The Kinshasa airport has been known for years as one of the worst, or possibly the worst international airport in the world. In years past, passengers have stepped from their planes into a dysfunctional and dirty building. Run down and chaotic, getting through the airport used to be a source of endless challenges.
When I landed in Kinshasa before Christmas, then, I was pleasantly surprised to see windows and shiny new tile on the outside of the terminal building. And inside, there was order and efficiency! My flight in was late at night, and I left Kinshasa for the interior of Congo early the next morning, so other than the airport, I was not able to see much of Kinshasa, or get much of a feel for the changes that have happened in the 3.5 years since I have been away.
After a few weeks in the bush with my parents, I returned to the city and was blown away by the changes I saw. The main roads and many of the smaller ones have been widened and paved. Before, the constant traffic jams, and dodging potholes made it a constant battle trying to go anywhere. Now we zipped along in a lot of places with ease. Directing traffic are streetlights, and Robo Cops! These robots stand in the center or side of the road, and direct traffic by turning and stretching out their arms. On their chests is a small light, and on their palms are lights that light up once they have moved in to directing position. Here is a little photo I pulled off of Google.
There are also big public transit buses that have normal routes and covered bus stops to go with them. although people like the buses, they complain that there are not enough of them in the city yet. I did not have any time to do any riding, but the buses seem to be fast, cheap, and easy.
Transportation is not the only thing that has improved in the city. There are buildings. New construction is everywhere. Houses, apartments, shops, and office buildings are going up all over the city. These new buildings are pretty and clean, even landscaped nicely.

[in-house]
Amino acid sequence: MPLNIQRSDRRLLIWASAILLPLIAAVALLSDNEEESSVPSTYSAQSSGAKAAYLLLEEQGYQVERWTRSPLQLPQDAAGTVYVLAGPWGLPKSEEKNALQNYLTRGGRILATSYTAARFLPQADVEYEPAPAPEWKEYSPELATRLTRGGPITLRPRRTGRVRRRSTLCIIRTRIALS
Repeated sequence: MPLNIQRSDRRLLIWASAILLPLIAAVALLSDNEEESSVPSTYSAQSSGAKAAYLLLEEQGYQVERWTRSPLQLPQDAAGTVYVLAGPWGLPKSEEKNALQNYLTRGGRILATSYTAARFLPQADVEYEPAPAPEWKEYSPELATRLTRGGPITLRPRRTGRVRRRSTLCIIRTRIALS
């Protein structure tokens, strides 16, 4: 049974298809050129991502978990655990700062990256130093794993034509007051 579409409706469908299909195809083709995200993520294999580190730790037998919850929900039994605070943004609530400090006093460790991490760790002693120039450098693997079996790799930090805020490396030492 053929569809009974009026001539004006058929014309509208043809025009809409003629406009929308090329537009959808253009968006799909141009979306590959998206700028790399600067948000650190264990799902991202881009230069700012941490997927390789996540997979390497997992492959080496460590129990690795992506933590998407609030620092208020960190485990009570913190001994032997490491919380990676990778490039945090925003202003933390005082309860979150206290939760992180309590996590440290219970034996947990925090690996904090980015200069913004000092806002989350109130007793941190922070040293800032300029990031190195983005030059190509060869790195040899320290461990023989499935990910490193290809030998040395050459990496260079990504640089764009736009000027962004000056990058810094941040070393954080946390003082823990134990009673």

Perhaps one the things that impressed me the most were the stores and restaurants. I remember when there was only one Chinese restaurant in the city. Now there are so many of every kind. The US fast food joints have not made it yet, but there are countless other sit down places that actually get business.
Then, there are the shopping centers. I only went to one out of about a dozen I saw by just driving around. I felt like a tourist in this store as I walked in through the produce department. There were fresh pears, peaches, and apples among other things. There was a large diary department, frozen food, bakery, and even a food court. Entire rows of foods, house hold items, and things like BBQ’s were stacked up in the
aisles on display. Some 20 checkout stands, most of them open and working, guaranteed a fast exit.
That night I was taken to a few parks, complete with fountain and lights. Wow, what a change.
Overall, I was amazed with the development that has happened in the city during my absence. There is definitely a lot of investment occurring. The atmosphere is hopeful, and with all the new jobs, there is a brand new developing middle class emerging.
It was encouraging to see an African city developing as Kinshasa has, and not staying stagnant, or sliding backwards. I am glad I knew the old Kinshasa so that I can be even more impressed with this new developing one.
The morning after I left, there was a small attempted coup. Some places around town and the airport were shot up a little before those making the trouble where caught. Every thing seems to be back to normal and calm again. The airport was closed all of that day, so I made it out just in time.